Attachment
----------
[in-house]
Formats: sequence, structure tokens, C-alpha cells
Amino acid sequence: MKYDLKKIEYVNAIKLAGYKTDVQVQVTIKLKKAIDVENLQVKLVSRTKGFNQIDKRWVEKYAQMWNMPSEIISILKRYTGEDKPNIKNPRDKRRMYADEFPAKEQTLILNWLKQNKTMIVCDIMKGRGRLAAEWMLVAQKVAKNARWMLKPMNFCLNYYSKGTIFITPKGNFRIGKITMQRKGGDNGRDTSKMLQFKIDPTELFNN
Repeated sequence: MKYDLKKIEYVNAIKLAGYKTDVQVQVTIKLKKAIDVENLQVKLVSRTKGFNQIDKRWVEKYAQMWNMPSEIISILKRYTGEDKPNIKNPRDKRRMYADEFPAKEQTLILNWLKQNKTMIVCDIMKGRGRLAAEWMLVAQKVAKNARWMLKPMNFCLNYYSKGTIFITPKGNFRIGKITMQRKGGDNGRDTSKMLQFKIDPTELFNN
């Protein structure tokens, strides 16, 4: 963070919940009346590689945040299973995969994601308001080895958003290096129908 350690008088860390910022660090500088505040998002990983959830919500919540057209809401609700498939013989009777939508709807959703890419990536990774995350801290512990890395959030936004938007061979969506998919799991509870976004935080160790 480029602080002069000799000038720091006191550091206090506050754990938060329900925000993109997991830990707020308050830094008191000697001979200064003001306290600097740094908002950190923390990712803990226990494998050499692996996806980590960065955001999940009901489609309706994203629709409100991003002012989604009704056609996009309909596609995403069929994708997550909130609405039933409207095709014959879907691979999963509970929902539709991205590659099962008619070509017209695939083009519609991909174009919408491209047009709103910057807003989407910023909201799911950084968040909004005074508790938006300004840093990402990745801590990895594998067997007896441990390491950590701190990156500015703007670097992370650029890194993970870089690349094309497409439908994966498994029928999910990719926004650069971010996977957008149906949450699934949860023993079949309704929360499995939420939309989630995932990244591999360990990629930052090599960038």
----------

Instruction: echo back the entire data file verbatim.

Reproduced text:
[in-house]
Formats: sequence, structure tokens, C-alpha cells
Amino acid sequence: MKYDLKKIEYVNAIKLAGYKTDVQVQVTIKLKKAIDVENLQVKLVSRTKGFNQIDKRWVEKYAQMWNMPSEIISILKRYTGEDKPNIKNPRDKRRMYADEFPAKEQTLILNWLKQNKTMIVCDIMKGRGRLAAEWMLVAQKVAKNARWMLKPMNFCLNYYSKGTIFITPKGNFRIGKITMQRKGGDNGRDTSKMLQFKIDPTELFNN
Repeated sequence: MKYDLKKIEYVNAIKLAGYKTDVQVQVTIKLKKAIDVENLQVKLVSRTKGFNQIDKRWVEKYAQMWNMPSEIISILKRYTGEDKPNIKNPRDKRRMYADEFPAKEQTLILNWLKQNKTMIVCDIMKGRGRLAAEWMLVAQKVAKNARWMLKPMNFCLNYYSKGTIFITPKGNFRIGKITMQRKGGDNGRDTSKMLQFKIDPTELFNN
């Protein structure tokens, strides 16, 4: 963070919940009346590689945040299973995969994601308001080895958003290096129908 350690008088860390910022660090500088505040998002990983959830919500919540057209809401609700498939013989009777939508709807959703890419990536990774995350801290512990890395959030936004938007061979969506998919799991509870976004935080160790 480029602080002069000799000038720091006191550091206090506050754990938060329900925000993109997991830990707020308050830094008191000697001979200064003001306290600097740094908002950190923390990712803990226990494998050499692996996806980590960065955001999940009901489609309706994203629709409100991003002012989604009704056609996009309909596609995403069929994708997550909130609405039933409207095709014959879907691979999963509970929902539709991205590659099962008619070509017209695939083009519609991909174009919408491209047009709103910057807003989407910023909201799911950084968040909004005074508790938006300004840093990402990745801590990895594998067997007896441990390491950590701190990156500015703007670097992370650029890194993970870089690349094309497409439908994966498994029928999910990719926004650069971010996977957008149906949450699934949860023993079949309704929360499995939420939309989630995932990244591999360990990629930052090599960038």